Thomas was born as a son of John and Catherine McKenna in 1889 on Kingscourt, Co. Cavan. His family were Agricultural Labourers and they were Roman Catholics. Thomas had as well three younger brothers; Patrick, John and Michael (11).

    When the Great War started, New Army battalions (often referred to as Kitchener’s Army) were formed, where man can sign up for three years or the duration of the war (whichever was the longer) (4).
    Thomas enlisted from Hamilton and was posted as a private to the Royal Dublin Fusiliers 8th Battalion, what was formed in September 1914 and was part of 48th Brigade in 16th (Irish) Division (6/9/10).
    Regarding his service number 23148, he enlisted around winter/spring 1915 (3).

    They received basic training mainly in Buttevant and Ballyhooley, after what battalion was moved to England in September 1915 to Blackdown near Aldershot in Surrey for 16th (Irish) Division final training (1/4).

    8th Battalion landed to the port of Le Havre on the 20th December 1915. However, looks like Thomas entered to France later on in 1916, because he wasn’t entitled for 1914-1915 Star what was issued to the soldiers in the British Expeditionary Force who served in any theatre of the War on the 5th August 1914 to 31st December 1915 (2/12).

    Most likely he got his first battle experience still with the 8th Battalion, who engaged in the horrific Battle of Hulluch 27th – 29th April 1916 (1/5/9).

    Some moment after March 1916, Private Thomas McKenna was transferred to the 1st Battalion of Royal Dublin Fusiliers who arrived to the France from Egypt and was part of 86th Brigade, 29th Division, what was concentrated in the area east of Pont Remy between 15th and 29th March (4).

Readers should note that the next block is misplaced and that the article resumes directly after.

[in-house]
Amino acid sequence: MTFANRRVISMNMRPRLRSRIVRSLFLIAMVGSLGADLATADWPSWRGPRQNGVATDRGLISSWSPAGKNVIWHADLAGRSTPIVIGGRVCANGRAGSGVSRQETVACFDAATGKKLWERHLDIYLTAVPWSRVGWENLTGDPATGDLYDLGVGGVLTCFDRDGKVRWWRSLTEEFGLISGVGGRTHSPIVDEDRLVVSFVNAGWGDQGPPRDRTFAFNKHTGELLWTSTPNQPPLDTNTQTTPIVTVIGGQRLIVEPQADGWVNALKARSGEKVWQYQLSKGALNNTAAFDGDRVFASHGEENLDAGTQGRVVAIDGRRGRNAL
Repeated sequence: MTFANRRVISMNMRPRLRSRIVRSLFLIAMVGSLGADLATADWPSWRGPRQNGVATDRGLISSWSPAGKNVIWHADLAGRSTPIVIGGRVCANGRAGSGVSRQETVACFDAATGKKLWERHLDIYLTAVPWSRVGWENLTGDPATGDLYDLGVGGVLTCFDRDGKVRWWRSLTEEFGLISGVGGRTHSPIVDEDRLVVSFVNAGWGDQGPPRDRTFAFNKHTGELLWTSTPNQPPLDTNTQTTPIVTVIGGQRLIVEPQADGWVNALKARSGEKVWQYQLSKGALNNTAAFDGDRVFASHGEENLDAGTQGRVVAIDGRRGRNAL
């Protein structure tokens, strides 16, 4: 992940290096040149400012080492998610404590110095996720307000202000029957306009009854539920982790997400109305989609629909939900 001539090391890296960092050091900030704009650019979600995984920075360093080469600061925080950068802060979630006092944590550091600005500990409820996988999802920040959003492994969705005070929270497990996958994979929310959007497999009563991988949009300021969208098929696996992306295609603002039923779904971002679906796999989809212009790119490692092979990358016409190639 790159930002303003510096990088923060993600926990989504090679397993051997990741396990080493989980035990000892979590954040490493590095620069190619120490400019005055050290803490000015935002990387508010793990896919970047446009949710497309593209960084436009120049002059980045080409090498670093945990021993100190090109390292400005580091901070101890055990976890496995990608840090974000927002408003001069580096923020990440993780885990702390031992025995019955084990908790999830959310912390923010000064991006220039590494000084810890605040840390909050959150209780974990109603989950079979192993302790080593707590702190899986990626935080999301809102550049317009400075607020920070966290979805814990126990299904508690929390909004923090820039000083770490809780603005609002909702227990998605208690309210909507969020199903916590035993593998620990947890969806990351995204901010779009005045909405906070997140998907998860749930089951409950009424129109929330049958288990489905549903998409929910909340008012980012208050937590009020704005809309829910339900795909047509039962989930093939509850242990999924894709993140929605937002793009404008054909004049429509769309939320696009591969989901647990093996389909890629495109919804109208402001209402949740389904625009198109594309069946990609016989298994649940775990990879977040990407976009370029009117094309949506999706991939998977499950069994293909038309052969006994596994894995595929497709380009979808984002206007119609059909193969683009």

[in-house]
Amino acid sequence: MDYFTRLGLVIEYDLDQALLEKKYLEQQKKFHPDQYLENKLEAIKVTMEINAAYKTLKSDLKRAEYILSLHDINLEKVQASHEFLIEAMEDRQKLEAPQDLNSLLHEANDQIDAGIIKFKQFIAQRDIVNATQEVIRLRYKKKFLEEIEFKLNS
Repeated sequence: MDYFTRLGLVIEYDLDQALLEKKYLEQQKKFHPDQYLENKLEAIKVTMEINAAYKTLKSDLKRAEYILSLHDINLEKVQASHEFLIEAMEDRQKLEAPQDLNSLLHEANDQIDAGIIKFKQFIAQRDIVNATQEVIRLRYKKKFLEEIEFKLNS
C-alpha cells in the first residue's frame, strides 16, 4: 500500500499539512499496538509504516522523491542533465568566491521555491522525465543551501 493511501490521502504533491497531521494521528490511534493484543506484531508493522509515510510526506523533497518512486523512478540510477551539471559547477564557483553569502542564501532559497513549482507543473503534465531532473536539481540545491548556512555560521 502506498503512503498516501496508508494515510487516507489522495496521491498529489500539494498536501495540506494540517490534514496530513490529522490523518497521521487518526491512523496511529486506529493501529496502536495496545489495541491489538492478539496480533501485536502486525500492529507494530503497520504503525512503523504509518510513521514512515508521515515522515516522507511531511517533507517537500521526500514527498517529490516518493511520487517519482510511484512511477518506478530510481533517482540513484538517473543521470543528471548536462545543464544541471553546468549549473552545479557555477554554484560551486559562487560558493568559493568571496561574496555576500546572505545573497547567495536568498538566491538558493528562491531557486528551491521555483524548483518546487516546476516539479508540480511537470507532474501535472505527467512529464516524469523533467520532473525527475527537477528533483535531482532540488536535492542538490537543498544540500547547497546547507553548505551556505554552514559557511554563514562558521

But because both battalions took part of the Battle of Somme (1st July–18th November 1916), most likely Thomas eye witnessed some of the moments in the Royal Dublin Fusiliers hardest history (4/5):

    First Day of the Somme on the 1st July 1st Battalion
    Capture of Ginchy on the 9th September 8th Battalion

    Unfortunately his service records haven’t survived and also there aren’t notes about his wounds in the Irish publications at this period, so it is hard to find out extra details about Thomas’ service.

    End of the February 1917 1st Battalion had rest in the Bronfay and Hardecourt camp.
    War Diary states that on the 28th February 1917, Battalion attacked east of Sailly-Sailisel at 5:25 a “Potsdam trench” what they took after own artillery fire. Next objective was “Weimar” and “Palz trench” where they start reaching but their own artillery barrage and enemy machine gun fire caused many casualties. Also they found “Weimar trench” full of water. Lead of Captain Bagley men reached front of the wires of “Palz trench” but Germans machine gun fire caused more casualties. Also fusiliers run out of grenades at this time and they was forced to pull back to the “Potsdam trench”.

    At this day Private Thomas McKenna met his ultimate faith and got killed in action. Hid body never found (6/7/8).

    Thomas is commemorated on the Thiepval Memorial, memorial reference Pier and Face 16 C.

    There is all together 377 Royal Dublin Fusiliers buried/commemorated in this memorial (1). Also he is commemorated in the War Memorial in the Bridge Street, Banbridge, Co. Down (8).

    Source:

    (1) Royal Dublin Fusiliers – a forgotten regiment
    http://www.dublin-fusiliers.com/

    (2) British Army WWI Medal Rolls Index Cards, 1914-1920
    http://search.ancestry.co.uk

    (3) Army Service Numbers 1881-1918
    http://armyservicenumbers.blogspot.com/

    (4) The Long, Long Trail – The British Army of 1914-1918 – for family historians
    http://www.1914-1918.net

    (5) Royal Dublin Fusiliers – Wikipedia, the free encyclopedia
    http://en.wikipedia.org/wiki/Royal_Dublin_Fusiliers

    (6) UK, Soldiers Died in the Great War, 1914-1919
    http://search.ancestry.co.uk

    (7) Commonwealth War Graves Commission
    http://www.cwgc.org

    (8) Irish War Memorials
    http://www.irishwarmemorials.ie

    (9) Ireland Unknown Soldiers, The 16th (Irish) Division in the Great War
    by Terence Denman

    (10) 16th (Irish) Division – Wikipedia, the free encyclopedia
    http://en.wikipedia.org/wiki/16th_(Irish)_Division

    (11) National Archives: Census of Ireland 1901/1911
    http://www.census.nationalarchives.ie

    (12) British Campaign Medals, 1914-2005 (Shire Library)
    by Peter Duckers

    #14886

    noor
    Participant

    Thiepval memorial

    Plate with his name on the left-top courner

    Scetch from Thomas last day fighting area from battalion’s war diary